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Tuesday, 29 October, 2002, 21:45 GMT
Is race an issue in Texas battle?
A complex election battle is developing in President George Bush's home state of Texas, a conservative stronghold.
Ron Kirk, an African-American Democrat, is running for the Senate seat vacated by a retiring Republican. Mr Kirk's opponent, John Cornyn, is white.
The polls show Mr Kirk is in with a chance, and if elected he will make history as the first black senator from Texas.
The Democrat built a strong and diverse support base during his tenure as Dallas mayor. Then he established a reputation as a man-of-the-people politician.
But Ron Kirk's success on election day will be dependent on a high turnout of black and Hispanic voters, who traditionally back Democrats but have historically voted in lower numbers than Republicans.
His bid has been helped by favourable demographic changes and the Democrat's Hispanic nominee for governor, Tony Sanchez.
The candidacies of Mr Kirk, Mr Sanchez and a white candidate, John Sharp who is running for lieutenant-governor, led some party members to describe the Democrat ticket as the "dream team" - emphasising its diversity.
This prompted accusations that race was being exploited in campaigning.
But Mr Kirk told the BBC his reputation would get him into the Senate, not his African-American heritage.
"Being a child of the South, born into segregation, I absolutely understand what an emotional, powerful statement it would be for me to occupy this US Senate seat.
"But if people don't believe I have the substantive skills to do the job, they're not going to vote for me solely out of a sense of emotion or optics, and I wouldn't want them to," he said.
This view was supported by a voter in Palestine, a farming town in east Texas. Mr Kirk was campaigning there recently during the town's Hot Pepper Festival, an annual celebration of local culture.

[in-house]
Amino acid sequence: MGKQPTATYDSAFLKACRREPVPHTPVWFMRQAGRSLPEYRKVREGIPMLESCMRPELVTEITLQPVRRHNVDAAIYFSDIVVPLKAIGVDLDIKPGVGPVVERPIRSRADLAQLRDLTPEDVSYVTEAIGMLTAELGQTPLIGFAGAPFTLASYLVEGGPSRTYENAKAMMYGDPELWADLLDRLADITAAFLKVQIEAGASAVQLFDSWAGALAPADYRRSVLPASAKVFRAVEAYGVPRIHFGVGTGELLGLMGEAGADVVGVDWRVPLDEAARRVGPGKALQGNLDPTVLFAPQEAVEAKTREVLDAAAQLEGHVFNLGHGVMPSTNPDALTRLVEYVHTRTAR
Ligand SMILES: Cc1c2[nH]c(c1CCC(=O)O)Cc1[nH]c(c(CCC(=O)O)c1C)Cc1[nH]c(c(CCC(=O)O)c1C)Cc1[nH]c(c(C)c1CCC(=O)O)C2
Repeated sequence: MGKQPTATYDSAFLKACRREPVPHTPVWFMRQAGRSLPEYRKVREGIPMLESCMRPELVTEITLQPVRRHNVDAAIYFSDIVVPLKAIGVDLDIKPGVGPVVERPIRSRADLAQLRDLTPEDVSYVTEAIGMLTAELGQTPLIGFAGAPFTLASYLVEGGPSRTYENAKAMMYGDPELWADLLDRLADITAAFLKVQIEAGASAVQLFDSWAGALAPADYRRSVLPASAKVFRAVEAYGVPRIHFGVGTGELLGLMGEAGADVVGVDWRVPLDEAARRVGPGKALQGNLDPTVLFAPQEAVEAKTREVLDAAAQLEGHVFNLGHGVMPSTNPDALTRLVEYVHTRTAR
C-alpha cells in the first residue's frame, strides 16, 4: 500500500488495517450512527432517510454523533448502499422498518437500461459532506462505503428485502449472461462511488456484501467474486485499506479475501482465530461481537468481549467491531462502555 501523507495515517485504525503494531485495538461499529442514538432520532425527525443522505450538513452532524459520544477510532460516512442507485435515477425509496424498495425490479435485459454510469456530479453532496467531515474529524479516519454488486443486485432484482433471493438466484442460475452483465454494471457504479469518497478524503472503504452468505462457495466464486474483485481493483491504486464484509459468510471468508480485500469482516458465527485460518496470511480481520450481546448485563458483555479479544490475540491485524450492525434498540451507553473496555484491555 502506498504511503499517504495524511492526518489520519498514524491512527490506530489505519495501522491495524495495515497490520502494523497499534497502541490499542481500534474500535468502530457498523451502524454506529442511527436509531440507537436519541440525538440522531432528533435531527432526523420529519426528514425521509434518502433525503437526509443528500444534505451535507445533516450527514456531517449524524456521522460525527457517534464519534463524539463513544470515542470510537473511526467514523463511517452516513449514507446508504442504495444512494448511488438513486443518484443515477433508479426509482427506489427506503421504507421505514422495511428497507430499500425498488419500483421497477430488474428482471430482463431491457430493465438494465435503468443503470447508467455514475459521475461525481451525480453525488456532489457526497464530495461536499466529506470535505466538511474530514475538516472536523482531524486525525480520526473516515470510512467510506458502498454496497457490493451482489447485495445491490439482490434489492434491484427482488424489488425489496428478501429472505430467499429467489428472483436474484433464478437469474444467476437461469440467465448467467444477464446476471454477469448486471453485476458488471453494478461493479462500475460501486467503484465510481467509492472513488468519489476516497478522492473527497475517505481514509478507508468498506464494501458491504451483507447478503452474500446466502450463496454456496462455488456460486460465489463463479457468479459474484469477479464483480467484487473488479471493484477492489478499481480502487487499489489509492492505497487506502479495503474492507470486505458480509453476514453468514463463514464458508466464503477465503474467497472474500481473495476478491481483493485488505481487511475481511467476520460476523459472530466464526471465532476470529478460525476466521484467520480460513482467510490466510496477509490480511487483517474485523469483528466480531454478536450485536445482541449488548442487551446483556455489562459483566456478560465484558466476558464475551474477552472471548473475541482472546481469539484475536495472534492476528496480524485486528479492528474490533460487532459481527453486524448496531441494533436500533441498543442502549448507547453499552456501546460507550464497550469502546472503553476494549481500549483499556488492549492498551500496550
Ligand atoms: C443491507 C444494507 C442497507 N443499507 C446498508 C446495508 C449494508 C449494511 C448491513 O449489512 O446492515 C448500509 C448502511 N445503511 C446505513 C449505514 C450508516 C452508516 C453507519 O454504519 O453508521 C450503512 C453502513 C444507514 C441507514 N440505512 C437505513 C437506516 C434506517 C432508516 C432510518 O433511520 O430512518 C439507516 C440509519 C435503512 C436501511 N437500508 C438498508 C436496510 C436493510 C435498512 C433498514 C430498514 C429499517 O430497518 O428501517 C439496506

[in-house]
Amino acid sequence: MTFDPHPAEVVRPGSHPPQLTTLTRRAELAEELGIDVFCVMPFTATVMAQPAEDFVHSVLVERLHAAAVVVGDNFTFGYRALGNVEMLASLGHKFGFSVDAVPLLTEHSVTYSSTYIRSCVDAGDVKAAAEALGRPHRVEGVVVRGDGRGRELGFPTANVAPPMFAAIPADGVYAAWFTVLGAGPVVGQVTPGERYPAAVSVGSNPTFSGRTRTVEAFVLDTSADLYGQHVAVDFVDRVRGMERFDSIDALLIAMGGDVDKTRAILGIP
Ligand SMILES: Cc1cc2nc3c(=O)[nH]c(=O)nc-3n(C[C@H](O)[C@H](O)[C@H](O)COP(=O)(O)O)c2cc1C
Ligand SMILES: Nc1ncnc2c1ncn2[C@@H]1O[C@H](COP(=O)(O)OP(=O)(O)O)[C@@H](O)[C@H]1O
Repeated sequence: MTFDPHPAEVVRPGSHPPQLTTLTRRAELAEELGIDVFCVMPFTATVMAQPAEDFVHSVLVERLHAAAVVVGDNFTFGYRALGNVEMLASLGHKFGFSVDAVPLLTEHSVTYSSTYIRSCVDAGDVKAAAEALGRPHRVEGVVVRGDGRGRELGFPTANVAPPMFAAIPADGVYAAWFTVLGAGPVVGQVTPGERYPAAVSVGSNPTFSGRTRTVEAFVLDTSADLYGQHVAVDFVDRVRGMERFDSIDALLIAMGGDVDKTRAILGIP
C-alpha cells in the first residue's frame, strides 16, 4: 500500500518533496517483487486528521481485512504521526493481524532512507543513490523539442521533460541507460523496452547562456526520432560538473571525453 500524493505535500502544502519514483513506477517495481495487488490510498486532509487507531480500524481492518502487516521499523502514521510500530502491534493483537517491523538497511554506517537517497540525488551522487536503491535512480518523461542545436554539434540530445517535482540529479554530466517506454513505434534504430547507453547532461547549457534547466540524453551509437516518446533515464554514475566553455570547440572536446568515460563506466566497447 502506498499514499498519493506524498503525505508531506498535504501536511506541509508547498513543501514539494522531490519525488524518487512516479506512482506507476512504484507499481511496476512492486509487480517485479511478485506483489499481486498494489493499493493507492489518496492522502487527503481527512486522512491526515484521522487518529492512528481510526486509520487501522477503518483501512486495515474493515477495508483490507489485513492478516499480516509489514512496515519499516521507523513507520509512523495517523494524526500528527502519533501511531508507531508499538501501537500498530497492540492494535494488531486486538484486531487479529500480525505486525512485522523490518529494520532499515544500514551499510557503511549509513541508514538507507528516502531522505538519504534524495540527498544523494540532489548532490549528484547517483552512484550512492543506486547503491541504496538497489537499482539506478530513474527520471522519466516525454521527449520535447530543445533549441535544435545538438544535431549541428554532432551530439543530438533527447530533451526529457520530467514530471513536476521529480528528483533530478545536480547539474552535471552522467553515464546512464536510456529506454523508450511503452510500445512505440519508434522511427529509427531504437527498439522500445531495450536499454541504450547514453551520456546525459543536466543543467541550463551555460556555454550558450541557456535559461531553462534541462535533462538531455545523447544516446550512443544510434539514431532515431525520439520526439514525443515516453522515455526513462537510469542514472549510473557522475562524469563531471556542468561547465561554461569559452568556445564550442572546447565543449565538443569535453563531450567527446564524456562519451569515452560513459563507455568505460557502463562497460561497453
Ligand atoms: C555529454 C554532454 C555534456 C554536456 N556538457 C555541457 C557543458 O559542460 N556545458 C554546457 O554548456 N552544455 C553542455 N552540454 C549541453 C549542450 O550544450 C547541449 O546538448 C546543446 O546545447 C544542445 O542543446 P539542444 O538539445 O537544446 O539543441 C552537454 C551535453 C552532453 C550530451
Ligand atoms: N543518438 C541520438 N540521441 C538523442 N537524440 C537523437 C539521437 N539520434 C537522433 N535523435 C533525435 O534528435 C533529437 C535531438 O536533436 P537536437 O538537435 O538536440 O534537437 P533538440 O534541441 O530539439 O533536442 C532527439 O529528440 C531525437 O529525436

Kevin Kelly, a 47-year-old worker with the Union Pacific Railroad said he would be putting a cross next to Ron Kirk's name on election day. He said he was not conscious of any racial undertone in the election.
"I'm sure it does enter into it, but it doesn't influence me," he said.
But Stephanie Creasham, one of Mr Kirk's ardent supporters in Dallas, gave BBC News Online a different opinion. She said race was inevitably playing a part.
"I think there is kind of an atmosphere of political correctness in that you don't want to emphasise it, but it's there in black and white. You can see it, you can see the difference in the person, in the man, and in the colour," she said.
The opposition Republicans have not escaped criticism when it comes to race. Wayne Slater, a political writer for the Dallas Morning News, accuses them of playing on ethnicity too.
"There is a more subtle message being sent by Republicans, who are attempting to appeal to the majority of whites, and that is to remind them that Kirk is black."
For his part, Republican candidate John Cornyn has appeared worried about the Democrat's bid for the Senate.
The Texas seat has been held by Republicans for more than 40 years, but President Bush has twice been called to the state to rally core supporters.
The danger for Republicans comes from Ron Kirk's appeal to moderates who valued his pro-business approach as Dallas mayor.
This means Mr Cornyn cannot be complacent about support from conservatives.
But on the stump in Tyler, East Texas, Mr Cornyn told the BBC that race did not feature in his election strategy.
"As much as people, perhaps from other places, would like to make this a racially charged campaign, it really is not. I can't change who I am. Mr Kirk can't change who he is, neither of us would want to. But what we're doing is talking about issues that are important to the voters," Mr Cornyn said.
One of Mr Cornyn's supporters in Tyler, Tim Ellison, says Texans will make choices on the issues, not on matters of race.
"There's more to it than just black and white. It's what each candidate stands for, not so much their colour. I mean Texans are too smart for that nowadays. I don't think it's a race issue unless you want to make it a race issue," he said.
In Oakcliff, a predominantly African-American neighbourhood in Dallas, Vanessa Affott agrees.
She says she's concerned about the fact that there are currently no blacks in the US Senate. But she told BBC News Online that Ron Kirk would get her vote because of what he stood for, not the colour of his skin.
"I think he's for all race, all colours, all race. So I believe he would do for the black, as well as Mexican-American, as well as white. He'll do what's right," she said.
There is clearly no easy answer to the question whether race is being exploited by politicians campaigning in Texas.
As one newspaper put it: 'Race is everywhere and nowhere'.
But with Democrats and Republicans now divided by only one seat in the Senate, some may be willing to use any tactics in the desperate fight for votes.
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